Curbing Rural Drug Abuse

As the opioid crisis continues to plow through the Midwest, devastating rural communities, Nebraska sociologist Kirk Dombrowski has emerged as a leading researcher in rural drug use.

Because previous drug epidemics – ‘70s speedballs, ‘80s cocaine and ‘90s crack – were urban phenomena, research and treatment have concentrated on urban drug addicts. Dombrowski’s focus on understanding the unique characteristics of rural drug use is helping inform prevention and treatment strategies in hard-hit rural areas.

Rural drug users have less access to drugs than urbanites so they tend to take whatever drug is at hand, be it opioid, alcohol or methamphetamine. This polysubstance use complicates prevention and treatment, said Dombrowski, John Bruhn Professor of Sociology and director of the Minority Health Disparities Initiative.

His team uses social network analysis to study how rural drug users’ social lives influence the spread of drugs and associated diseases, such as hepatitis C and HIV, through needle sharing. Computers help analyze survey and other data to understand how drug users form social relationships and how their networks evolve over time, particularly in relation to risky behavior.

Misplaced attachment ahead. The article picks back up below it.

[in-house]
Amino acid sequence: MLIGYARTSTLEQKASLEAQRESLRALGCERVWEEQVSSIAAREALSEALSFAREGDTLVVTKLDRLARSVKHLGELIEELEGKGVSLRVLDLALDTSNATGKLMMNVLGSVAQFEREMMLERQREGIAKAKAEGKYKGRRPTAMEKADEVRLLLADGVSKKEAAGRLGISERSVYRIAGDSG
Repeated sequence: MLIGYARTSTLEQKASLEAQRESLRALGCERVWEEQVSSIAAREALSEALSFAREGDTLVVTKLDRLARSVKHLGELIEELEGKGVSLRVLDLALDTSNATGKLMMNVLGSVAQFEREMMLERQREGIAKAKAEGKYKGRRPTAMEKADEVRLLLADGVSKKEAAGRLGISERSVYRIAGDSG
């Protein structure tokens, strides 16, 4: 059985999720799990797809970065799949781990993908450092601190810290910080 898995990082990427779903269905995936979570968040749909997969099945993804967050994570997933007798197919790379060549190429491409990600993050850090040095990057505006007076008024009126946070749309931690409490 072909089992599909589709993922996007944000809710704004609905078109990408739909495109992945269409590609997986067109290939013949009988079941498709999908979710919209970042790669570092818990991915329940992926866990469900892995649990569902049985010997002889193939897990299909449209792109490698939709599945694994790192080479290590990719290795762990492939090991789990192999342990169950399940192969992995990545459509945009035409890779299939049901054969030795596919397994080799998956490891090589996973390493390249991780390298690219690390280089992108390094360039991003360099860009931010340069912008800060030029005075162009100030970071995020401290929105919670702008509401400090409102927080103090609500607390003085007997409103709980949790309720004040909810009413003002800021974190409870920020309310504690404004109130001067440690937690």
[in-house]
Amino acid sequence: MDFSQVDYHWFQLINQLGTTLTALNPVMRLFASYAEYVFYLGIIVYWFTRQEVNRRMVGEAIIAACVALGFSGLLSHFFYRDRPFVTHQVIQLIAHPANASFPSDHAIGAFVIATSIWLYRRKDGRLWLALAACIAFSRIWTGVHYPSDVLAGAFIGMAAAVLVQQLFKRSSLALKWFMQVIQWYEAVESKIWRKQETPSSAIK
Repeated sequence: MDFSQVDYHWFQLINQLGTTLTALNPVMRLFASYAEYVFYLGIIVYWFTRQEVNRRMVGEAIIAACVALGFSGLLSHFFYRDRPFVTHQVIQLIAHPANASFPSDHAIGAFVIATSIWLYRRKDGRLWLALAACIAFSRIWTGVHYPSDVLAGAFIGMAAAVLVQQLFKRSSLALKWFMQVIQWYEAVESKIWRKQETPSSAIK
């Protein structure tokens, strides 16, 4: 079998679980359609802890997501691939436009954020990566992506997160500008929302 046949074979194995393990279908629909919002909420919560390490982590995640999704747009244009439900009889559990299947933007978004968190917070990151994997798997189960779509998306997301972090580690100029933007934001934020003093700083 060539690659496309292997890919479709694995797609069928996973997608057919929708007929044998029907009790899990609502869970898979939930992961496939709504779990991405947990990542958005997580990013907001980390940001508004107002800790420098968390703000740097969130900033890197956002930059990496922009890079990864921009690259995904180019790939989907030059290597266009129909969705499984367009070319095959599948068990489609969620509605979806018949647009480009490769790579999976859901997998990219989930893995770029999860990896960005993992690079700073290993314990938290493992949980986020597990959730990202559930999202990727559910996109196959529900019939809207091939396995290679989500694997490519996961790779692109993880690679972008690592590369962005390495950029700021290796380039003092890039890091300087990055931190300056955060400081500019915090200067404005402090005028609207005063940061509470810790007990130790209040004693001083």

Stigma makes surveying drug users challenging, requiring novel methods. For example, to more accurately estimate population numbers, the team is surveying random Nebraska residents about their anonymous friends’ and associates’ drug use rather than their own. Statistical methods scale up the network data to provide state-level estimates.

Kirk Dombrowski

“The Midwest’s crisis is probably not that different than rural opioid use in a lot of places, but it’s hitting a medical and policy scenario that’s unprepared.”

Kirk Dombrowski

They’re also developing cellphone software that uses GPS and artificial intelligence to tailor study participants’ questions based on responses and proximity to other users or known drug locations, providing much more data.

The team’s counterintuitive findings suggest that rural people have much larger social networks than urbanites, granting them greater access to drugs. They also have fewer risk reduction options, such as clean syringes, overdose reversing drugs and treatment centers.

By identifying risky behaviors, affiliation characteristics and other social attributes, their research provides insight into how addiction and disease spread. Their work suggests the need to increase prevention services in rural areas to reduce overdoses and disease transmission, particularly in the Midwest.

“The Midwest’s crisis is probably not that different than rural opioid use in a lot of places, but it’s hitting a medical and policy scenario that’s unprepared,” Dombrowski said.

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